However, there was still a big demand in the market for PET isotopes, and a number of hospitals and others approached us, so we decided to re-enter that market. We announced that we would build a cyclotron to produce that isotope. The process was we had discussions with all the major players in the market. We had discussions about partnerships with a number of the local players as well. We had, essentially, estimates from the major manufacturers of cyclotrons as to what it would cost, but what we were looking for was really the best product for the Australian market. We took all that information to our board, and the board made the decision that PETNet, which is the major brand of PET isotope suppliers around the world and has the best reputation for reliability and innovation, was the right group for an innovative organisation such as ourselves to partner with.
Senator EGGLESTON —I would just like to ask you a question about your workforce. In Dr Switkowski’s 2006 report on the viability of a domestic nuclear industry, he identified manning as one of the key issues. As a consequence of the budget cuts which were made to ANSTO, I understand from previous answers to questions that you cut back on your training program. Could you tell me where we are now with training of people to work in the nuclear industry and the nuclear medical industry in Australia?
Dr Cameron —Yes. Obviously, training and staff development is a very important issue for us. That arises because there is no indigenous course in nuclear engineering in Australia or in some of our core areas as well. We used to be able to rely on recruiting people from overseas, but with the global expansion in nuclear, particularly in nuclear power, it is increasingly difficult, if not impossible, to do. So we do put a lot of effort into recruiting graduates and other staff and developing them internally, plus we also use secondments overseas for that purpose. So we continue to put a lot of effort into that, and we do not see ourselves going back on that process.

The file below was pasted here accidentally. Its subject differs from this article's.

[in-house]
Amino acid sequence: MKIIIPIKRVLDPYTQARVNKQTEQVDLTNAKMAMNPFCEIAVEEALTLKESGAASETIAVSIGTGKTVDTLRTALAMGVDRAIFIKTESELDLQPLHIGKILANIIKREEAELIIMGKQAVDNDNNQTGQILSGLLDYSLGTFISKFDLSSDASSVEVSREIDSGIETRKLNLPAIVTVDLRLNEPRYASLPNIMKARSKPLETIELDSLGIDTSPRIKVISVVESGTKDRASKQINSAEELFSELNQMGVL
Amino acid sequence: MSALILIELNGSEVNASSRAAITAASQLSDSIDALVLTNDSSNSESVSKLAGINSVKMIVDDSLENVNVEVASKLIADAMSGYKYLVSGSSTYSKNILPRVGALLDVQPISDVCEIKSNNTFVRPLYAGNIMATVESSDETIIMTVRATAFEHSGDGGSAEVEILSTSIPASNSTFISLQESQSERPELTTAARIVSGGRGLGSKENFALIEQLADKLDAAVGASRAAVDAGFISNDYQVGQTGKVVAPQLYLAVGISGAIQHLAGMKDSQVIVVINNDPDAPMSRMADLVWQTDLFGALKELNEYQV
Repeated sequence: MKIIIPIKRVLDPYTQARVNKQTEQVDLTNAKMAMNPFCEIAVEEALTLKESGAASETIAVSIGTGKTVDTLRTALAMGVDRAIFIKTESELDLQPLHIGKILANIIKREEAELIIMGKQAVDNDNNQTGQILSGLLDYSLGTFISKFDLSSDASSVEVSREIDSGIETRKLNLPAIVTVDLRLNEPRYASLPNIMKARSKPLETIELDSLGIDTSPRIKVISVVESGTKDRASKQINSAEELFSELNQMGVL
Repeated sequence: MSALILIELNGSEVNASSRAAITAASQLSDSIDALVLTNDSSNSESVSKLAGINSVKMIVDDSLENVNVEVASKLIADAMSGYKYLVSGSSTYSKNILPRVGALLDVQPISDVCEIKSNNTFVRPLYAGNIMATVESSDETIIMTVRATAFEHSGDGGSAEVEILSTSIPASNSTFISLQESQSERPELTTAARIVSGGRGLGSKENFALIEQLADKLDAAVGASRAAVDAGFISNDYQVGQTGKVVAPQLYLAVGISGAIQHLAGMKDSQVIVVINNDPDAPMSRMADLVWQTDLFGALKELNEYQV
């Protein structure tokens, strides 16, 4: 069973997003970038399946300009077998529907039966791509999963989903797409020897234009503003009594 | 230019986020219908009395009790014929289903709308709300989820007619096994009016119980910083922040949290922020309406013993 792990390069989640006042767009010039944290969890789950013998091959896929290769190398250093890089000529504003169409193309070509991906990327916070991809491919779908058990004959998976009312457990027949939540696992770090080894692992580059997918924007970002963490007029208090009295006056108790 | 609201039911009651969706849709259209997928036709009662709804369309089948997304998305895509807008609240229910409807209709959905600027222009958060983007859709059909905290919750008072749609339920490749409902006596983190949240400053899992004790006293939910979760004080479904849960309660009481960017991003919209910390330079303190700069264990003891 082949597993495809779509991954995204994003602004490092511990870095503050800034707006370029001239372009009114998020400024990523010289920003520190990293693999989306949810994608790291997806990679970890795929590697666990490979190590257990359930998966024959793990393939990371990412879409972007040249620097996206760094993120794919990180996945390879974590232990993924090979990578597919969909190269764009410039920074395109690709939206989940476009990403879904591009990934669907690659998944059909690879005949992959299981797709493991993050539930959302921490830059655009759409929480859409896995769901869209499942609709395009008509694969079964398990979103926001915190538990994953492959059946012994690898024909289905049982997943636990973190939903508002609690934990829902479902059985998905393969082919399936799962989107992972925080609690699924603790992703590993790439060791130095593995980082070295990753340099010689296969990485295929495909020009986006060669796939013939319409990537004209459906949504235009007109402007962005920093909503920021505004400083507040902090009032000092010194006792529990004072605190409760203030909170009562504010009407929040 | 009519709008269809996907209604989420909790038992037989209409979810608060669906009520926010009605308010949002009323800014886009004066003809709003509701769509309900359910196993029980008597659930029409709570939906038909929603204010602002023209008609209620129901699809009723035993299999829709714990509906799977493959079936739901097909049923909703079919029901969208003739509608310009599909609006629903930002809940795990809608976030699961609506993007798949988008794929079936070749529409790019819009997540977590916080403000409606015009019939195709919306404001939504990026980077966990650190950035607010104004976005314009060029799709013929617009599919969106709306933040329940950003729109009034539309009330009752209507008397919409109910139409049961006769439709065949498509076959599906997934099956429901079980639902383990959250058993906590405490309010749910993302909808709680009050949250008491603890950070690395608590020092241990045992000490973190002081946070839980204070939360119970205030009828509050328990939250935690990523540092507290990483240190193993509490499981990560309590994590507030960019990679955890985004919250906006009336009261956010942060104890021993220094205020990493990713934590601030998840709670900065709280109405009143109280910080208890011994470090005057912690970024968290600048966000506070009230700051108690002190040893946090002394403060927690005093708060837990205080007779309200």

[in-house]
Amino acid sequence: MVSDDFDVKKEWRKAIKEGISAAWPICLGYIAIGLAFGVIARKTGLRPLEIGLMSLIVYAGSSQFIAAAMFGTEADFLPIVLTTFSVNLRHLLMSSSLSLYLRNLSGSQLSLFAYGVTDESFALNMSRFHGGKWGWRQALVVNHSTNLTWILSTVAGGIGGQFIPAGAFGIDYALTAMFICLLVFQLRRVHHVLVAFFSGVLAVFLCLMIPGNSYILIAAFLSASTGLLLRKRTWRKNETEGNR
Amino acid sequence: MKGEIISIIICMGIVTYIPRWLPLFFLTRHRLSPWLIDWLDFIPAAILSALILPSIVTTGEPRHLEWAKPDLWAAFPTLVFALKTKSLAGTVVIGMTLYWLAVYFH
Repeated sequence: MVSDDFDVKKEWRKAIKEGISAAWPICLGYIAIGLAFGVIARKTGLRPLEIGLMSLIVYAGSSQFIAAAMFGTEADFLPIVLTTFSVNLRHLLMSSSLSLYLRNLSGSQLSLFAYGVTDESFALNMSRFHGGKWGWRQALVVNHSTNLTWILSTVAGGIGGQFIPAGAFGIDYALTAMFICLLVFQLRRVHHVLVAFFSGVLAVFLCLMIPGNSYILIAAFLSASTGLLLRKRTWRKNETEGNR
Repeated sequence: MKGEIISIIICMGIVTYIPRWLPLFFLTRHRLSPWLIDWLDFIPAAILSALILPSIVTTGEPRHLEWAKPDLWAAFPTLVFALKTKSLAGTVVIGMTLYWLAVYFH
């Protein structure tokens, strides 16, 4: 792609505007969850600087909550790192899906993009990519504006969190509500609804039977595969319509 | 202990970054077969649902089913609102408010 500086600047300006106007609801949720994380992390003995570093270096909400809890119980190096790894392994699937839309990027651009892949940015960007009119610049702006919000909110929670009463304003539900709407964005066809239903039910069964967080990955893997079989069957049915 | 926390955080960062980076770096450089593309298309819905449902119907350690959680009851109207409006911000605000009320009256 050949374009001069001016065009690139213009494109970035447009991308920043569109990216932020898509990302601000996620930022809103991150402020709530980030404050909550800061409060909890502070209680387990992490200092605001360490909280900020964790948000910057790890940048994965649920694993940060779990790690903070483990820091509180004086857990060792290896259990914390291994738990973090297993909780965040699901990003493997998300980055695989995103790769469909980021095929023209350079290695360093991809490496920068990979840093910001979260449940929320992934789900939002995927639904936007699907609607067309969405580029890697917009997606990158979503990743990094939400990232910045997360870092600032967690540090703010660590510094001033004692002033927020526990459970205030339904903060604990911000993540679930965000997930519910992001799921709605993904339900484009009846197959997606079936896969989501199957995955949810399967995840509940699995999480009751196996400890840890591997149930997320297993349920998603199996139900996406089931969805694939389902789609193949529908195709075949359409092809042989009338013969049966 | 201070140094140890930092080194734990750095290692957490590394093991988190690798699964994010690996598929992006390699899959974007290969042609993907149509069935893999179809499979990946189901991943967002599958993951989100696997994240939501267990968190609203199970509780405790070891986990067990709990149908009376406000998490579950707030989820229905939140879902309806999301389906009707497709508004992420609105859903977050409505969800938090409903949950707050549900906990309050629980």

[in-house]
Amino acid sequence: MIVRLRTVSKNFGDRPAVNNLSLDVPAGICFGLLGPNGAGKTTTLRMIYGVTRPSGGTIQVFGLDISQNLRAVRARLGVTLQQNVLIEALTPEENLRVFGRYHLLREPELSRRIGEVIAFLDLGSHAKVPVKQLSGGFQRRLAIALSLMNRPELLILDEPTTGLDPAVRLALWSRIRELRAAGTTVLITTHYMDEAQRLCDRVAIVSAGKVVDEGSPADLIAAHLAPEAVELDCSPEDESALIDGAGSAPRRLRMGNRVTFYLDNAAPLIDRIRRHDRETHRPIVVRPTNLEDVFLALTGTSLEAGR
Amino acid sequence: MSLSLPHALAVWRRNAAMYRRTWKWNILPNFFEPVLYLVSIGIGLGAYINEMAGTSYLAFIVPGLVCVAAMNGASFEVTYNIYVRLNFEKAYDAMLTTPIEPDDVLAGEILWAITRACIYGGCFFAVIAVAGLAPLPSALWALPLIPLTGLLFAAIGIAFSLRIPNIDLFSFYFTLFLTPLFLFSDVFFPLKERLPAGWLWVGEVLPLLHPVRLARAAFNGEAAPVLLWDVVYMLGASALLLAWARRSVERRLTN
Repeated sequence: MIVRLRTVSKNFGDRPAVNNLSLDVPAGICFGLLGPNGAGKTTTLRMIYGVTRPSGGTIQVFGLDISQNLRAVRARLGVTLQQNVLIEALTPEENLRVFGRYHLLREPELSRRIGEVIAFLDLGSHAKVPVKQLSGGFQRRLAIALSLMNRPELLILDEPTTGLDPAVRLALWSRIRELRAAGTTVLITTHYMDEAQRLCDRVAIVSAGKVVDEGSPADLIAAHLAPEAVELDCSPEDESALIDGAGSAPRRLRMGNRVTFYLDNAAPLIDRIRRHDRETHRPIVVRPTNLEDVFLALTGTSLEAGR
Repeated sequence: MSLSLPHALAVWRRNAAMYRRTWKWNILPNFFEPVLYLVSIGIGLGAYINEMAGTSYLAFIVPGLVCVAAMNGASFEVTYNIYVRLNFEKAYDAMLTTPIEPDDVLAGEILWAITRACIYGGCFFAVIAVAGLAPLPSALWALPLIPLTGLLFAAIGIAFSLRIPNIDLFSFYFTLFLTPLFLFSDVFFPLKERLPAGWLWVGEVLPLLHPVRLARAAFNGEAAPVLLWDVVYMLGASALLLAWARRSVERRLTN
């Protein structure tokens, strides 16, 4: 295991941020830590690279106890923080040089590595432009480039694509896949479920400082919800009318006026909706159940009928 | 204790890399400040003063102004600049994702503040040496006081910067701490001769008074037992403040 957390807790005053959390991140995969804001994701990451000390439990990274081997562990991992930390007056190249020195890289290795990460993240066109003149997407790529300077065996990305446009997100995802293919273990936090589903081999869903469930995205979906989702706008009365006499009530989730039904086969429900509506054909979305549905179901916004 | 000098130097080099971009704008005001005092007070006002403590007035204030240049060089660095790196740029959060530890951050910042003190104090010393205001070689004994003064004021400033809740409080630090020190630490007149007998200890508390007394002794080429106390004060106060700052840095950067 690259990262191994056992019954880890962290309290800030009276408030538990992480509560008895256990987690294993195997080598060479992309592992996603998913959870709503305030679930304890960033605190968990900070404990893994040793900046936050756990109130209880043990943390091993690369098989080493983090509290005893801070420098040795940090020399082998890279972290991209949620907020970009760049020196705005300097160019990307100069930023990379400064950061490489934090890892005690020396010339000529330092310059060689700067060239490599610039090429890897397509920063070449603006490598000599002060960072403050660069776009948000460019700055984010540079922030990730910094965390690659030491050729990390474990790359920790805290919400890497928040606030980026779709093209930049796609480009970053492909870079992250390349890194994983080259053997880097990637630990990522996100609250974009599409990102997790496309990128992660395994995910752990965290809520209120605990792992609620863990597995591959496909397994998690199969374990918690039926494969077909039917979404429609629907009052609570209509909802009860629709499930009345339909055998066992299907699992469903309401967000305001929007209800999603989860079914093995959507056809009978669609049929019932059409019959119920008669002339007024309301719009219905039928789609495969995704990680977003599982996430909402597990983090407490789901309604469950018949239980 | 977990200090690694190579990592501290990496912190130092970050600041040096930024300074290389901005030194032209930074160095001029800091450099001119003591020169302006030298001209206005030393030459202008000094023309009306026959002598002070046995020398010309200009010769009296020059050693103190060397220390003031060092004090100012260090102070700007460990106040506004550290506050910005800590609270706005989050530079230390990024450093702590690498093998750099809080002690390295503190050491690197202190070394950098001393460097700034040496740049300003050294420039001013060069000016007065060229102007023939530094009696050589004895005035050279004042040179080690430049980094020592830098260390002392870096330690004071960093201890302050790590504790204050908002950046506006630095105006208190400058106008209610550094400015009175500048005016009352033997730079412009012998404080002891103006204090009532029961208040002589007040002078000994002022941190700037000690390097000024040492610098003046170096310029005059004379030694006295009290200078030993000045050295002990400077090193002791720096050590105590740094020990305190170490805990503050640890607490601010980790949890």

Senator EGGLESTON —Thank you. The only other question I would ask you is about ANSTO’s plan to add a new store for radioactive waste on site by February next year because of the delays by the federal government in establishing a federal nuclear waste dump elsewhere. Would you like to provide us with some information about that?
Dr Cameron —Yes, I welcome that opportunity, because that story has been incorrectly reported a number of times. We store nuclear materials on site. That is not radioactive waste; that is nuclear materials. Nuclear materials are distinguished from radioactive waste. They are covered by the safeguards act of things that we have to look after appropriately. Currently we store them in two or three locations on site. What we wanted to do was build a single store where we could put all that material. So we made an application under the EPBC Act for a nuclear materials store, and that is just to centralise our storage of existing nuclear materials. However, one advantage of doing that is that it does create some space, and that space can be used for storing radioactive waste. We are, of course, very much hoping for the development of a radioactive waste repository as soon as possible, and this does give us a little bit of space to continue to store the waste safely on site, pending that repository being established.
Senator EGGLESTON —The chair has ended my time, but I may have some questions to put on notice for you.
Senator LUDLAM —I might just perhaps continue on the line that Senator Eggleston was pursuing. Can you confirm for us that you do not think that your referral under the EPBC Act for the nuclear materials store should qualify as a nuclear action and be caught under EPBC?
Dr Cameron —That is correct. There is a requirement under the act to define whether or not it is a controlled action under the act. Our judgement is that because of the nature of what we are doing it would not be a controlled action, but, nevertheless, we have to put our submission, and that determination is made by the department. The department has notified us that it agrees with us that it is not a controlled action.
Senator LUDLAM —Why would the construction of a nuclear materials store not be, in your view, a nuclear installation under the act?